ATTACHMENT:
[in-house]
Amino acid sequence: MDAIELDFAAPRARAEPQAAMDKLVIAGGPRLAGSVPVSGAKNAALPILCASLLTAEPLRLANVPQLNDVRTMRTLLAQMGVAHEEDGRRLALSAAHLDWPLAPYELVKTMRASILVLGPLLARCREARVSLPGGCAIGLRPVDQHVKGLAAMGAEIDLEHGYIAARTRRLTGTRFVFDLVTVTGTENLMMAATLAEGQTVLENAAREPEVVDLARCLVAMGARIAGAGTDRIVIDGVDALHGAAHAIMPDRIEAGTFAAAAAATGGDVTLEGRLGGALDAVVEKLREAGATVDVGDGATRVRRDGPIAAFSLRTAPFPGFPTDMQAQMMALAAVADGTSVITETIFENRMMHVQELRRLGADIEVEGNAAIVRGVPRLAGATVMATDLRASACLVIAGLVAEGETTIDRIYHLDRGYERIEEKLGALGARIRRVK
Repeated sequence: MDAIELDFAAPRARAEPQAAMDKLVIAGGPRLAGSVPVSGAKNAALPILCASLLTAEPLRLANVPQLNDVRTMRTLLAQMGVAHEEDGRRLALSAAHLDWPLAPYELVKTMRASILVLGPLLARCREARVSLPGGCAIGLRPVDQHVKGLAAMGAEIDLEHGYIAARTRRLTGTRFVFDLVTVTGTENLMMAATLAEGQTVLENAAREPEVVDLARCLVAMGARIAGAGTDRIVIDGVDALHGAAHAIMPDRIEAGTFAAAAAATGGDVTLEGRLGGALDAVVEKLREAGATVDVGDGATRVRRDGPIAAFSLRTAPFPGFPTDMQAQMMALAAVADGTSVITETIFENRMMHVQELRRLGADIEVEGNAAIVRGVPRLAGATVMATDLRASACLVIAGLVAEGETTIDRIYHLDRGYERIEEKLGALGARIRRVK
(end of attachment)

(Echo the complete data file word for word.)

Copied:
[in-house]
Amino acid sequence: MDAIELDFAAPRARAEPQAAMDKLVIAGGPRLAGSVPVSGAKNAALPILCASLLTAEPLRLANVPQLNDVRTMRTLLAQMGVAHEEDGRRLALSAAHLDWPLAPYELVKTMRASILVLGPLLARCREARVSLPGGCAIGLRPVDQHVKGLAAMGAEIDLEHGYIAARTRRLTGTRFVFDLVTVTGTENLMMAATLAEGQTVLENAAREPEVVDLARCLVAMGARIAGAGTDRIVIDGVDALHGAAHAIMPDRIEAGTFAAAAAATGGDVTLEGRLGGALDAVVEKLREAGATVDVGDGATRVRRDGPIAAFSLRTAPFPGFPTDMQAQMMALAAVADGTSVITETIFENRMMHVQELRRLGADIEVEGNAAIVRGVPRLAGATVMATDLRASACLVIAGLVAEGETTIDRIYHLDRGYERIEEKLGALGARIRRVK
Repeated sequence: MDAIELDFAAPRARAEPQAAMDKLVIAGGPRLAGSVPVSGAKNAALPILCASLLTAEPLRLANVPQLNDVRTMRTLLAQMGVAHEEDGRRLALSAAHLDWPLAPYELVKTMRASILVLGPLLARCREARVSLPGGCAIGLRPVDQHVKGLAAMGAEIDLEHGYIAARTRRLTGTRFVFDLVTVTGTENLMMAATLAEGQTVLENAAREPEVVDLARCLVAMGARIAGAGTDRIVIDGVDALHGAAHAIMPDRIEAGTFAAAAAATGGDVTLEGRLGGALDAVVEKLREAGATVDVGDGATRVRRDGPIAAFSLRTAPFPGFPTDMQAQMMALAAVADGTSVITETIFENRMMHVQELRRLGADIEVEGNAAIVRGVPRLAGATVMATDLRASACLVIAGLVAEGETTIDRIYHLDRGYERIEEKLGALGARIRRVK